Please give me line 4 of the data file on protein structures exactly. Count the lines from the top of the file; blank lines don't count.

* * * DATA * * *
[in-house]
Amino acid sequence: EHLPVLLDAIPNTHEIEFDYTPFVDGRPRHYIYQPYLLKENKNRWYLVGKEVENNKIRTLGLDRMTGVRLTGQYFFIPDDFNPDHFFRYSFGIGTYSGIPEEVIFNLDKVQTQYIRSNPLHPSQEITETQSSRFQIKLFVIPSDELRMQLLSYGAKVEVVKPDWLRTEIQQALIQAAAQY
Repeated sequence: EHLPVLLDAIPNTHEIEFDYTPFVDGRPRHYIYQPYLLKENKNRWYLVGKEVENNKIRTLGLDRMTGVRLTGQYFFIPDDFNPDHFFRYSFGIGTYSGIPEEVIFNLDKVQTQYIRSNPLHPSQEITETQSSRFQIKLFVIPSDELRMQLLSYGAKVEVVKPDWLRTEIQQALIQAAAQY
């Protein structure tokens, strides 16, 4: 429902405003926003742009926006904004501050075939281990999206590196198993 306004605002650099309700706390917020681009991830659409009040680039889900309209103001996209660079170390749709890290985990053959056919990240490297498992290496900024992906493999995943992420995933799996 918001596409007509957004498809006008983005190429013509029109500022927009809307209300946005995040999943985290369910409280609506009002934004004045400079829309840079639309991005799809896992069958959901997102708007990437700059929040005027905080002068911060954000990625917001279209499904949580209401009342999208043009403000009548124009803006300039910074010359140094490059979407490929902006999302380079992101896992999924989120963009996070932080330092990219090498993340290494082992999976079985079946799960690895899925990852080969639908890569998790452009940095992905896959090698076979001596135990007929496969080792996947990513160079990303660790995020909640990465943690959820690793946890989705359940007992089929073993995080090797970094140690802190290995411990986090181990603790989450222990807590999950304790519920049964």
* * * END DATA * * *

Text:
């Protein structure tokens, strides 16, 4: 429902405003926003742009926006904004501050075939281990999206590196198993 306004605002650099309700706390917020681009991830659409009040680039889900309209103001996209660079170390749709890290985990053959056919990240490297498992290496900024992906493999995943992420995933799996 918001596409007509957004498809006008983005190429013509029109500022927009809307209300946005995040999943985290369910409280609506009002934004004045400079829309840079639309991005799809896992069958959901997102708007990437700059929040005027905080002068911060954000990625917001279209499904949580209401009342999208043009403000009548124009803006300039910074010359140094490059979407490929902006999302380079992101896992999924989120963009996070932080330092990219090498993340290494082992999976079985079946799960690895899925990852080969639908890569998790452009940095992905896959090698076979001596135990007929496969080792996947990513160079990303660790995020909640990465943690959820690793946890989705359940007992089929073993995080090797970094140690802190290995411990986090181990603790989450222990807590999950304790519920049964």